Tuesday, August 19, 2014

Communion: A Poem

by Livia Montana

I chew on the divine
while pondering the ever-changing
grocery list of what I need to buy
I’m sure of no priest’s approval
and yet I believe
Mother Mary does not look down
on this unorthodox rosary

After all, how many lists
must she have recited
to keep her own
all-too-human divine
alive long enough
to die in time?

Who can judge the radiance
of the commonplace? For instance,
if I place the word “eggs”
as an item on my rosary
and a choir of brain cells
hosannas to another and again
beyond measure of what I am

That I am
the feeling
of that smooth
and bumpy shell
that my mind is both creator
and container
of a presence,
a holy ghost

And even more
if I apprehend,
the thin
semi-permeable membrane separating
what could’ve been
from what now keeps me
alive—who can proclaim
that anything but divine?

Thank you, poet and Wildfire Writer Livia Montana for this poem of proclamation and presence.

Friday, June 27, 2014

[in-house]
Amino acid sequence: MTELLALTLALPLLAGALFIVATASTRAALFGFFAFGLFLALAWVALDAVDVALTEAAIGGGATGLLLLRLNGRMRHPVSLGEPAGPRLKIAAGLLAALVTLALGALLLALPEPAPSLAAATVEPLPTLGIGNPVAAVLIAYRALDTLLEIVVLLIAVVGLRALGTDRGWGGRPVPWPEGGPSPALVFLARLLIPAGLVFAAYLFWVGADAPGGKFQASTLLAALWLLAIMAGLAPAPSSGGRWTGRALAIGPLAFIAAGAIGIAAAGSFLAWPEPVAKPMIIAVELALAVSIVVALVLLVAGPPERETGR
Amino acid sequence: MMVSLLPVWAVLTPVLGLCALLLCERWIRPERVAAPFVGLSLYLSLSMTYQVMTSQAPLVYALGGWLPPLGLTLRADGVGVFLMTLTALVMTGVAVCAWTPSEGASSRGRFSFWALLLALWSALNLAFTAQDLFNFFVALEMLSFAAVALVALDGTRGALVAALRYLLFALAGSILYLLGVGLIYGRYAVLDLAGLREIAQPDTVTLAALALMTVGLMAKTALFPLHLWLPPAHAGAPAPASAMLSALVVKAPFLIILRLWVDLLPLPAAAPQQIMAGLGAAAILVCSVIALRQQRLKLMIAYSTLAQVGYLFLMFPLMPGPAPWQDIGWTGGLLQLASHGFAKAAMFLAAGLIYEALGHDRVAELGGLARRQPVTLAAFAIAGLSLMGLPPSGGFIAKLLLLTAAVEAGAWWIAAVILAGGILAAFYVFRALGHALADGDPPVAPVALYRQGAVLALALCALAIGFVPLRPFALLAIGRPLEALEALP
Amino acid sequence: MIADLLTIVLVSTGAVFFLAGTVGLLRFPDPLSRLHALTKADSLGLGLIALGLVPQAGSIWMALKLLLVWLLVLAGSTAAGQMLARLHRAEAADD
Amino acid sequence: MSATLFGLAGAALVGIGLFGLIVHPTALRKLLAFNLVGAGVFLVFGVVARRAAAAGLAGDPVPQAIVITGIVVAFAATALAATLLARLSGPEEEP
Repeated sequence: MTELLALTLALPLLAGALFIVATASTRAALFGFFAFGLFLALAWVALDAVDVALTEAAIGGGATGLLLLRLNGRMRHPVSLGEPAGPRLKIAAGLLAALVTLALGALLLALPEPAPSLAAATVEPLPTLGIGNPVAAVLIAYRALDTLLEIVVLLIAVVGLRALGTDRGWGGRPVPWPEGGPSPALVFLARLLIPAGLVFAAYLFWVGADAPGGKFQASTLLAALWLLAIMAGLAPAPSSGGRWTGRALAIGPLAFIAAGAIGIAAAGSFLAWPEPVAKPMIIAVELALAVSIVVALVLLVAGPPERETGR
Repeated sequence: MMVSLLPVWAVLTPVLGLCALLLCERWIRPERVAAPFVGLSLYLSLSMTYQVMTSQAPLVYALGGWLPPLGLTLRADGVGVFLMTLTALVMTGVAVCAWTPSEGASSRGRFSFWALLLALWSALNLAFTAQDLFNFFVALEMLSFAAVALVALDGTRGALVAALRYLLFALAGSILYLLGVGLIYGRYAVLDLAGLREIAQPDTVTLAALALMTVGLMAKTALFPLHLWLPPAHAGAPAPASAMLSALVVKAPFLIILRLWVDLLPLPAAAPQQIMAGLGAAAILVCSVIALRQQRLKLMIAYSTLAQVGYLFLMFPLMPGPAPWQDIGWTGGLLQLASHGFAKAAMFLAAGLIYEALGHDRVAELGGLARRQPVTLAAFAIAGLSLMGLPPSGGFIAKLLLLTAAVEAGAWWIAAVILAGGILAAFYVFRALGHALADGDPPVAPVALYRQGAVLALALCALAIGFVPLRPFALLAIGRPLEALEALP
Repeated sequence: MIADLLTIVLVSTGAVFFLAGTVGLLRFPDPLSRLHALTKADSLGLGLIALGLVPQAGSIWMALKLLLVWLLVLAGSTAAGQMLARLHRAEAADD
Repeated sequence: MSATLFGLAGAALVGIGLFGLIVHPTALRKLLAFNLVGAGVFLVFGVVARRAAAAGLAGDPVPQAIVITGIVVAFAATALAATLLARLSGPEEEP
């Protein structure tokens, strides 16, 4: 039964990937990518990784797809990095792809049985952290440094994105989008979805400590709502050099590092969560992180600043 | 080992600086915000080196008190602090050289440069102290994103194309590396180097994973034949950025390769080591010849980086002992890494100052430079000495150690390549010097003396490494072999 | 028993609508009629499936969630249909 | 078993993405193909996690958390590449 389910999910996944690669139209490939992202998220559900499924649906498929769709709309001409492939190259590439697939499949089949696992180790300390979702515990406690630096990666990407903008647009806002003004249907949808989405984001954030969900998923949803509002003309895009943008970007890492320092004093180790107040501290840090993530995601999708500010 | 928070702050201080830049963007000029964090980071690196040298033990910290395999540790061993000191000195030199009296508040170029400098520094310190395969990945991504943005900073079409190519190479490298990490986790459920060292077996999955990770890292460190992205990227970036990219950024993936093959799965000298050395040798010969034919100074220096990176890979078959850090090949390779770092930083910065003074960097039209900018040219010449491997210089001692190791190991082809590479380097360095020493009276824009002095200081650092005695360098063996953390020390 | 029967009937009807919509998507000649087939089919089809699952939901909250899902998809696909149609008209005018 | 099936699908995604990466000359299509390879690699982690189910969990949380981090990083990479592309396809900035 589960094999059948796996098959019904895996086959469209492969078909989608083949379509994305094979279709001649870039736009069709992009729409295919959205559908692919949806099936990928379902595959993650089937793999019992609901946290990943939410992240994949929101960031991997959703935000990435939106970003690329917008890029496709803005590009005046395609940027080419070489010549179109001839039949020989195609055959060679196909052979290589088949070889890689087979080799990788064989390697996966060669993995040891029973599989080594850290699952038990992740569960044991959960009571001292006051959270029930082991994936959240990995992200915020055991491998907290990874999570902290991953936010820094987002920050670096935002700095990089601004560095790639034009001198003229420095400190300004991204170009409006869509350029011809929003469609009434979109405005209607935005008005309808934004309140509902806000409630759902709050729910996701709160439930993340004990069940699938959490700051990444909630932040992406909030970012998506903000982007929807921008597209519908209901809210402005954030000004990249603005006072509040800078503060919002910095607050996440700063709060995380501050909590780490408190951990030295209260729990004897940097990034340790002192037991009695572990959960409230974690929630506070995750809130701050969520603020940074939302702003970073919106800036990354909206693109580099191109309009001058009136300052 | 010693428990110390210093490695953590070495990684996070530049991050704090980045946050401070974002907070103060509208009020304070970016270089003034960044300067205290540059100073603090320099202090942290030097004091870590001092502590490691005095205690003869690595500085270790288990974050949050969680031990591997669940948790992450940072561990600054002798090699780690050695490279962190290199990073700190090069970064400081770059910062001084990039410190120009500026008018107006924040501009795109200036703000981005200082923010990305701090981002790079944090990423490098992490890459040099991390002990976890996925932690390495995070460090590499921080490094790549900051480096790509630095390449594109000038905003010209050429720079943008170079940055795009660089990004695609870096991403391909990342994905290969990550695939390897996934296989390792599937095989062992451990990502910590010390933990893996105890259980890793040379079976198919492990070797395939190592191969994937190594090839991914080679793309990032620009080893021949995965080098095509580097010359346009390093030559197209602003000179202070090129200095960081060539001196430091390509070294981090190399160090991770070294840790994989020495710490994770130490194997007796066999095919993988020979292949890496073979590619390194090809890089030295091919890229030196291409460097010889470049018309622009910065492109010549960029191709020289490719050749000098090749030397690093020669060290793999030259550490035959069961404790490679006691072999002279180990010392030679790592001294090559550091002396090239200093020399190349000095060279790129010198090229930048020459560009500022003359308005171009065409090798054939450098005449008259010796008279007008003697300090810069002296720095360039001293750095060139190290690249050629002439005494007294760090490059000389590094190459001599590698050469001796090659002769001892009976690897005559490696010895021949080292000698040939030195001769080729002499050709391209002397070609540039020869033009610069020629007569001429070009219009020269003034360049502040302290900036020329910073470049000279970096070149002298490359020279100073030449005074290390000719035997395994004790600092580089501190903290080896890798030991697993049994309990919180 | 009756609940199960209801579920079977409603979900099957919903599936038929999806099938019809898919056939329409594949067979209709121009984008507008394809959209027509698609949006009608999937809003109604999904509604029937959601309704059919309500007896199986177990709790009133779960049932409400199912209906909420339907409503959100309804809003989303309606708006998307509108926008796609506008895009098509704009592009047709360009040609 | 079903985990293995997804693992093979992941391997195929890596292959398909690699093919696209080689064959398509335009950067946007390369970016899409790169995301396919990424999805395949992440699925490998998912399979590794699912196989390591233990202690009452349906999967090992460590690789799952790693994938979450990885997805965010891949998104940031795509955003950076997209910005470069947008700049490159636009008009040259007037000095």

His Third Wife: Lessons on Marriage and Becoming

The second husband, the second wife

The husband and I have been discussing his second wife.

"I miss her," he says.

"She was sweet," I agree.

"She did so many nice things," he says.

"Yes." I should know. That second wife was me.

Over the past twelve months - a difficult year, a beautiful year - I've learned new things about myself. I've resolved to honor that person. I've delved into my gifts with fresh vigor. I've grown and challenged myself to paint, play, write, and wander. 

I've become a new person.

Exploring new territory

I'm no longer the wife who makes dinner every night, or joins her husband on the couch for movies. I've stopped scheduling social events on his behalf. I don't ask for permission any more - to put my art on the walls, to make new friends, or to write and create on a Saturday instead of hang out with the hubs.